The district court explicitly weighed the competing educational and financial harm to B.K. if she was not allowed to compete and ultimately prevailed on the merits at the end of protracted litigation, against the harm to 4–H and the public interest if a preliminary injunction was granted and it is ultimately determined that B.K. was allowed to compete for prizes to which she was not entitled. 877 F.Supp.2d at 822–23. This weighing was within the sound discretion of the district court. We add two observations. First, the damage to B.K.'s reputation from this defamatory state action overwhelms the balance-of-harms factor. Being publicly labeled a cheat by a well-respected government institution without a chance to be heard would be devastating to anyone, and certainly to a teenager committed to benefitting from 4–H membership and activities. Second, the injunction by its terms lasts “until further order of the court.” It remains within defendants' discretion to promptly give B.K. whatever “process is due,” rather than await a final disposition of Kroupa's procedural due process claim on the merits, if in defendants' view that would best serve the public interest in 4–H government-sponsored activities.6
In sum, the district court did not abuse its discretion in weighing the Dataphase factors and granting the preliminary injunction. Accordingly, its order dated July 12, 2012, is affirmed.
In my view, B.K. has not demonstrated a likelihood of success on the merits nor a threat of irreparable harm. I would reverse the decision of the district court and vacate the preliminary injunction.
B.K. has not demonstrated a fair chance of prevailing on the merits of her procedural due process claim because she was not deprived of a protected liberty or property interest. The primary injury alleged by B.K. is the harm to her reputation for honesty and integrity. Yet, an individual's reputation, alone, is not a protected liberty or property interest. Neal v. Fields, 429 F.3d 1165, 1167 (8th Cir.2005) (citing Siegert v. Gilley, 500 U.S. 226, 233–34, 111 S.Ct. 1789, 114 L.Ed.2d 277 (1991)). It must be coupled with the deprivation of a “right or status previously recognized by state law.” Paul v. Davis, 424 U.S. 693, 711–12, 96 S.Ct. 1155, 47 L.Ed.2d 405 (1976). The majority concludes participation in the 4–H organization and its livestock competitions is a recognized right or status because it is important to B.K.'s education and career development.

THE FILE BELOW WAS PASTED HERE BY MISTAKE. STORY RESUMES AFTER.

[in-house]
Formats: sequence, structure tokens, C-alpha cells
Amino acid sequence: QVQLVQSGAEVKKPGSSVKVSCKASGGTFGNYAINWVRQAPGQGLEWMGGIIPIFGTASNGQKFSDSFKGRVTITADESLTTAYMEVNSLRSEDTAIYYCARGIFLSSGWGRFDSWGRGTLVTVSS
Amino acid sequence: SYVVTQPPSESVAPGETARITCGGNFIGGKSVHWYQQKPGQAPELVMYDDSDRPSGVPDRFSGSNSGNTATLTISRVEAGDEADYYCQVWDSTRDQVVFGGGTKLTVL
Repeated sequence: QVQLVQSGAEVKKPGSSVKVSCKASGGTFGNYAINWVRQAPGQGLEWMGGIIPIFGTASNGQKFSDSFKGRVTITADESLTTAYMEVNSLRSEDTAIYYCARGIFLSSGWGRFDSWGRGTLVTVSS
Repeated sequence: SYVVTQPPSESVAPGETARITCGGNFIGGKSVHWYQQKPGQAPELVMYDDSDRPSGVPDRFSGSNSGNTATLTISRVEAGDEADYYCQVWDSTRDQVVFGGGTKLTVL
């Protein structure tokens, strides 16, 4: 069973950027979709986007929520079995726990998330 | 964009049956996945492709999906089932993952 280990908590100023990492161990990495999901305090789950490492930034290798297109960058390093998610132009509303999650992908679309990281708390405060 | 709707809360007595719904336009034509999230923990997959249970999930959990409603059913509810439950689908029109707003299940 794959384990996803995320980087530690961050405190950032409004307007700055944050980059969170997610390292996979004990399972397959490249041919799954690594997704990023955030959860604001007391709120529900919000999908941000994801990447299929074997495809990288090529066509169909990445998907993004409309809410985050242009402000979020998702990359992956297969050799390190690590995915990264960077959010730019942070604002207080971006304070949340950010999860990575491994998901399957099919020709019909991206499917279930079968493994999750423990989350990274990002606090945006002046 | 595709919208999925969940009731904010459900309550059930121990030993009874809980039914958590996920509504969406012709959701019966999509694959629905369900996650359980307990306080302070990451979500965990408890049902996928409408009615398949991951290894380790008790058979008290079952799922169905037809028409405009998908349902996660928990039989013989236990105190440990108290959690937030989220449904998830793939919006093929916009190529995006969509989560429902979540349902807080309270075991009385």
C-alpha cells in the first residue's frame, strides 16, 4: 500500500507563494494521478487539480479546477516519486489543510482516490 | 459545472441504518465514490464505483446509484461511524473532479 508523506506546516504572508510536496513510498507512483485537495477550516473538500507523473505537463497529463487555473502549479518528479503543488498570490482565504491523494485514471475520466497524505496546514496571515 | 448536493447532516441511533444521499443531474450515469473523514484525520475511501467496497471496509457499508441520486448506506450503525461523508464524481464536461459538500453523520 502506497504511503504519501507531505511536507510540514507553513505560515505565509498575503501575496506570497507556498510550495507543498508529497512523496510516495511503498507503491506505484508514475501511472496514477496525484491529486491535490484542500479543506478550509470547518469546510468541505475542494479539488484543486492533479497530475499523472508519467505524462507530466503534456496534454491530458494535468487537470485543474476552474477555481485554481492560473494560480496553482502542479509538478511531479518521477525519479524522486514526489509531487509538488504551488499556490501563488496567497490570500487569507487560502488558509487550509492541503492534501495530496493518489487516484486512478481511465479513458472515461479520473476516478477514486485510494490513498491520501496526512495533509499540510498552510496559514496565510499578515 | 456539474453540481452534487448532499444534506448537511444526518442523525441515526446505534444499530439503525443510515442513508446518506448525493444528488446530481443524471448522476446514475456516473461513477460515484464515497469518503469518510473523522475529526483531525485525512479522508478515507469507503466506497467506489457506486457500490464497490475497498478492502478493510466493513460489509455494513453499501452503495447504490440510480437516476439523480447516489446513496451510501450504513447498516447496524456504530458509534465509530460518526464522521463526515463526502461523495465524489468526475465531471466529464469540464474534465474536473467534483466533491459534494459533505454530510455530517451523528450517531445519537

Defendants logically argued participation in 4–H activities is no more constitutionally protected than participation in interscholastic athletics. Extensive case law supports such position. See Doe v. Silsbee, 402 Fed. App'x 852, 854 (5th Cir.2010) (holding student had no liberty or property interest in participating in cheerleading squad); Angstadt v. Midd–West Sch. Dist., 377 F.3d 338, 344 (3d Cir.2004) (holding student had no liberty or property interest in participating in interscholastic athletics); Brindsi v. Regano, 20 Fed. App'x 50, 512 (6th Cir.2001) (same). However, the majority rejects this argument, concluding the analogy to high school athletics “is not apt and the governing principles far from clear.” Ante at 9. The majority ignores this case law, concluding a single district court case from 1972, Behagen v. Intercollegiate Conference of Faculty Representatives, 346 F.Supp. 602 (D.Minn.1972), which involved a ban from college athletics, is more analogous because the activity had a “potential to bring [participants] great economic rewards.” Ante at 9. The majority's reasoning relies on this lone district court case even though multiple circuits have held college students do not have a protected liberty or property interest in intercollegiate athletics. See Equity in Athletics, Inc. v. Dep't of Educ., 639 F.3d 91, 109 (4th Cir.2011) (“[T]he interest of the student athletes in participating in intercollegiate sports was not constitutionally protected”); Miami Univ. Wrestling Club v. Miami Univ., 302 F.3d 608, 615 (6th Cir.2002) (“There is no constitutional right to participate in intercollegiate athletics.”); Colo. Seminary v. Nat'l Collegiate Athletic Ass'n, 570 F.2d 320, 321 (10th Cir.1978) (same). These cases, and those offered by Defendants, demonstrate the aptness of the analogy and the clarity of the governing principles in this area.